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Endpoint

Least-Privilege Technology Still Swimming Upstream, But Making Progress

Fundamental shift in endpoint security might be easier with rollout of Windows 7, experts say

The least-privilege security model is one of the oldest and best-known endpoint strategies in the industry. It has the support -- at least on paper -- of Microsoft, and products for implementing it have been available for years. Yet so far, researchers estimate that only 20 percent of corporate endpoints are using those technologies.

So what's everybody waiting for?

For those who came in late, the least-privilege concept was developed in military circles more than a decade ago. Put simply, it states that people -- and their PCs -- should be given access only to information (and software) they expressly need to do their jobs. It's basically the "need to know" concept applied to computers -- each endpoint starts with no access and no administrative rights, and access to applications and data is given only when the end user is deemed to have a need for it.

On paper, the least-privilege concept appears ideal for the business environment, where many security breaches are caused by end users who accidentally leak data or hackers who exploit Windows administrative rights. Microsoft has lent its support to the least-privilege concept with the development of User Access Control (UAC), which creates "standard user rights" on end stations, eliminating the default administrative rights that previously characterized most Windows deployments.

In practice, however, only a small percentage of PCs currently use least-privilege technology. Analysts and other experts point to three chief inhibitors to its deployment: technology, complexity, and culture.

The first problem -- technology -- has to do with Windows itself. In the past, Windows has always granted the user administrative rights as a default, and therefore many applications developers have created software that uses those rights. Intuit QuickBooks, for example, offers several features that rely on administrative privileges, and the program wouldn't work properly if those rights were not there. Many other applications, particularly industry-specific and home-grown apps, also require admin privileges to operate.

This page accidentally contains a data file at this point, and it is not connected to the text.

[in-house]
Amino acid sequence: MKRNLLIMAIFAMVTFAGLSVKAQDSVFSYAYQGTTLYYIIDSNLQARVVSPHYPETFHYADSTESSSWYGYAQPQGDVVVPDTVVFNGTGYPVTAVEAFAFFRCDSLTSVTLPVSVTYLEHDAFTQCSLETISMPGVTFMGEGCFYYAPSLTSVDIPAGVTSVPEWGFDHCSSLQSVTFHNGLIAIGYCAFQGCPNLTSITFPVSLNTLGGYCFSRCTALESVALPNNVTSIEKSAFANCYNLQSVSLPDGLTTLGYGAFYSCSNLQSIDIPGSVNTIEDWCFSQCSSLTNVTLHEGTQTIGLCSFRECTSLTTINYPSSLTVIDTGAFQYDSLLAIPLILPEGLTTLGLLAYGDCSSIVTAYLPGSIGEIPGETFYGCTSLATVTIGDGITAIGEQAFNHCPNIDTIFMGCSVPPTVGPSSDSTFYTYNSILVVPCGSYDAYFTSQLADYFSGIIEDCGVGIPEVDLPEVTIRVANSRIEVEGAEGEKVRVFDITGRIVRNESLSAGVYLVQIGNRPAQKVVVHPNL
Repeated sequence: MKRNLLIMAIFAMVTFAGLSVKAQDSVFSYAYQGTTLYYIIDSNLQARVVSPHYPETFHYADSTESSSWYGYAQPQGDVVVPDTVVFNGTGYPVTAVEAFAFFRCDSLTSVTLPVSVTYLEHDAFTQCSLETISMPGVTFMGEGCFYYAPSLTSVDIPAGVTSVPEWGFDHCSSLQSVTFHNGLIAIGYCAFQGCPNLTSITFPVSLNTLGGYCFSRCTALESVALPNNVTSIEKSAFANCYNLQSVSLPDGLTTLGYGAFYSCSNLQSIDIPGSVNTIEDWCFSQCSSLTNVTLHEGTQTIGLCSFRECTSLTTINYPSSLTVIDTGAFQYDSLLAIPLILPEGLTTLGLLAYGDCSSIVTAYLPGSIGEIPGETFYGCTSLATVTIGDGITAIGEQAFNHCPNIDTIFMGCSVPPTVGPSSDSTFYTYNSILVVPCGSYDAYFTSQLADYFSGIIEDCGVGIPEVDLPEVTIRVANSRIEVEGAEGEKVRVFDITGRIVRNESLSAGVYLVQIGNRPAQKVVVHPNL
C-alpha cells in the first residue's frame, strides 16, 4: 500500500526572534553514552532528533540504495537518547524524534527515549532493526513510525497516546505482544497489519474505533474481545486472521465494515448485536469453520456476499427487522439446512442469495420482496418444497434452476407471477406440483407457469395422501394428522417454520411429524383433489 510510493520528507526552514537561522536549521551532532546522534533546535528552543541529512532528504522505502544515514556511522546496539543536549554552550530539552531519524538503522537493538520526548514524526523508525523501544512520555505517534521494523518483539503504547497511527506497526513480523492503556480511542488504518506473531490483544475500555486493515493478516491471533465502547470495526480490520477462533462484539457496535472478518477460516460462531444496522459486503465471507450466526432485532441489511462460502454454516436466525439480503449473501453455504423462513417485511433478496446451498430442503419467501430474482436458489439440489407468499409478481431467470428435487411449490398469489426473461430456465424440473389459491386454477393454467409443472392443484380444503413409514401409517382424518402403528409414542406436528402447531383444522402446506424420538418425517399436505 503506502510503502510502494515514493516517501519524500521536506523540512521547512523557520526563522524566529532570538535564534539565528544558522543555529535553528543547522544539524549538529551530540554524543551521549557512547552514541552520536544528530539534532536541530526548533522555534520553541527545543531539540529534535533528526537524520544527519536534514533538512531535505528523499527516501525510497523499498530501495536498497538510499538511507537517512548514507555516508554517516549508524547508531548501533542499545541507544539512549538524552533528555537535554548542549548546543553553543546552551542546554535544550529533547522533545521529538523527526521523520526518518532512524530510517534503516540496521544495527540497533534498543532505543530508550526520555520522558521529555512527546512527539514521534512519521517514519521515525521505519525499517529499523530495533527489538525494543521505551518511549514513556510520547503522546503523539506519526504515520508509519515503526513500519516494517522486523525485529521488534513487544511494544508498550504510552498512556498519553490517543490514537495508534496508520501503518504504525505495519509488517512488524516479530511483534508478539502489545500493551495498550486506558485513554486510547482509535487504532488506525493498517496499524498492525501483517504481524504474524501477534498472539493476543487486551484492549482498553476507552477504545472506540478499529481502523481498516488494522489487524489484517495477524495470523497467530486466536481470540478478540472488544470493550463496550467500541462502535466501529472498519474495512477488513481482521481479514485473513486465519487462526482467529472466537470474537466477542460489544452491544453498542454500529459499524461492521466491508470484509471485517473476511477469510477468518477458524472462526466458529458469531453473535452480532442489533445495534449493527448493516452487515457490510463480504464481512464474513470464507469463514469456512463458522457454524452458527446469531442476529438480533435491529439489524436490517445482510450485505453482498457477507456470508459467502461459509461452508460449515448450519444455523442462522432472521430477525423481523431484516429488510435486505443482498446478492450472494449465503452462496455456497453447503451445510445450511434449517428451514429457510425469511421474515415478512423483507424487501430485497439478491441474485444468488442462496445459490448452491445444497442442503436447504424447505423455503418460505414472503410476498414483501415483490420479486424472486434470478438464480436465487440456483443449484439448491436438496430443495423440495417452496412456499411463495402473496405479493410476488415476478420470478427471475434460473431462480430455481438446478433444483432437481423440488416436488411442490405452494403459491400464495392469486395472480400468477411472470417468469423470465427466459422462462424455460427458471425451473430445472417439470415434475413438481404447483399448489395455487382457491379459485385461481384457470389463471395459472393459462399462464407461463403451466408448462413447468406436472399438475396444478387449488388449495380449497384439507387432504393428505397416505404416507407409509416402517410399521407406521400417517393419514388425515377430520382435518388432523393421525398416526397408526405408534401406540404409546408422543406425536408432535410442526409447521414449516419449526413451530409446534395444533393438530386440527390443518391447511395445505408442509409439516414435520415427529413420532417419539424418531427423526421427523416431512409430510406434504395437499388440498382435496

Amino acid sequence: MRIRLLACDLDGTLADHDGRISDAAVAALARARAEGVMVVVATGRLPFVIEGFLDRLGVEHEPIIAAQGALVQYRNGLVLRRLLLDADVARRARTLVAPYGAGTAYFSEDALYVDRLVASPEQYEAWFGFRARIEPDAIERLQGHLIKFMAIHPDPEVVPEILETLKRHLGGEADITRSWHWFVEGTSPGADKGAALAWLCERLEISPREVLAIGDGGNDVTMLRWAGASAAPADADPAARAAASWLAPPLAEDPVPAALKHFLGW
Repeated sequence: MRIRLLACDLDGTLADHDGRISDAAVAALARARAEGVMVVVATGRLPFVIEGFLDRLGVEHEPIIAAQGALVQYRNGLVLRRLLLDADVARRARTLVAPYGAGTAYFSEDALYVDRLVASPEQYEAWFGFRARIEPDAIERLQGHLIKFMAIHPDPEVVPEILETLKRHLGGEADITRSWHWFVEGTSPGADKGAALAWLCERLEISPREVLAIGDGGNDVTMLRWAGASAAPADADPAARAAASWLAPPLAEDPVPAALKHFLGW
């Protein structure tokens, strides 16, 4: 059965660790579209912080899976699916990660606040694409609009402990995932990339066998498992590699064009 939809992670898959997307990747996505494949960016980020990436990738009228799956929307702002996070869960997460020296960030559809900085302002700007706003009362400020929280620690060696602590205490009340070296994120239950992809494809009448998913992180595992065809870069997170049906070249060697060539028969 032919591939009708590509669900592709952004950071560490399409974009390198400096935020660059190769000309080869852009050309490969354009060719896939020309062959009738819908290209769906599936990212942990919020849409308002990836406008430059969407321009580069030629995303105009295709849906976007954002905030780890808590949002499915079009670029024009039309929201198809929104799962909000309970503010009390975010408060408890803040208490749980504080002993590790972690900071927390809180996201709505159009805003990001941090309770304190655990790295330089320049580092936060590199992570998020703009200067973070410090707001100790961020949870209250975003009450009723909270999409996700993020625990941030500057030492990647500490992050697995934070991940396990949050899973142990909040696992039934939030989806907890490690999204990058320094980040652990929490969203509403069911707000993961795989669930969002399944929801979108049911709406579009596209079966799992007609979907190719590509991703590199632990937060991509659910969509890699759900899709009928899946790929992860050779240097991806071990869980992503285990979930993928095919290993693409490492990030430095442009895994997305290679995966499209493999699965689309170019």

"The biggest reason why least-privilege technology hasn't caught on is because of the applications that require admin rights in order to work," says Scott McCarley, director of marketing at BeyondTrust, a security software vendor that specializes in least-privilege. "If you've got programs that won't work without those rights, you're in a tough spot."

BeyondTrust, which works closely with Microsoft, has developed a tool called Privilege Manager, which enables the PC to access administrative rights when it needs them to operate a specific application or task -- and keeps those rights restricted the rest of the time. Of the 20 percent of end stations that currently use least-privilege, many are running the BeyondTrust software, and the company doubled its sales last year.

BeyondTrust maintains that many of today's most popular hacks would be impossible on Windows computers that don't have administrative rights. In a study conducted earlier this year, the company found that of all the vulnerabilities Microsoft labeled as "critical" in 2008, some 92 percent exploited administrative privileges in some fashion.

"Implement least-privilege without admin rights, and 92 percent of those vulnerabilities would have been mitigated," McCarley said. "That's a big step in the right direction."

But analysts say the second inhibitor -- complexity -- still stands in the way of implementation. "[Least-privilege] is a very effective control, but nearly impossible to implement on Windows XP," says Rich Mogull, founder of Securosis, a security consulting firm. "You can do it, but it's pretty hard and has a high impact on the user experience. Thus we see organizations focusing on [Group Policy Objects] and third-party security tools, since dropping to regular user permissions is so disruptive."

In an 2008 interview, Bill Jensen, a product marketing manager at Check Point, said complexity is the chief reason why least-privilege technology hasn't taken off.

"Unfortunately, there are always bugs, even at the kernel level, that can potentially circumvent security privileges," Jensen said. "Least-privilege means defining an individualized security policy for every single person or application. This is, well, nigh impossible."

For this reason, Check Point advocates the use of "default deny" technology that is implemented, not surprisingly, in the firewall. But McCarley says default deny is too restrictive, and doesn't solve the admin rights problem. This argument -- which basicially boils down to whether access rights should be defined in the network or at the endpoint -- adds another level of complexity to the discussion, and makes IT people even more reluctant to implement least-privilege technology.

Many enterprises are solving the problem by leaving administrative rights in their Windows machines, but severely restricting users' ability to access them, Mogull says. But with the rollout of Windows 7, Microsoft will make UAC and standard configurations part of the OS, and that will make the least-privilege concept much easier to deploy, he notes. Tim Wilson is Editor in Chief and co-founder of Dark Reading.com, UBM Tech's online community for information security professionals. He is responsible for managing the site, assigning and editing content, and writing breaking news stories. Wilson has been recognized as one ... View Full Bio

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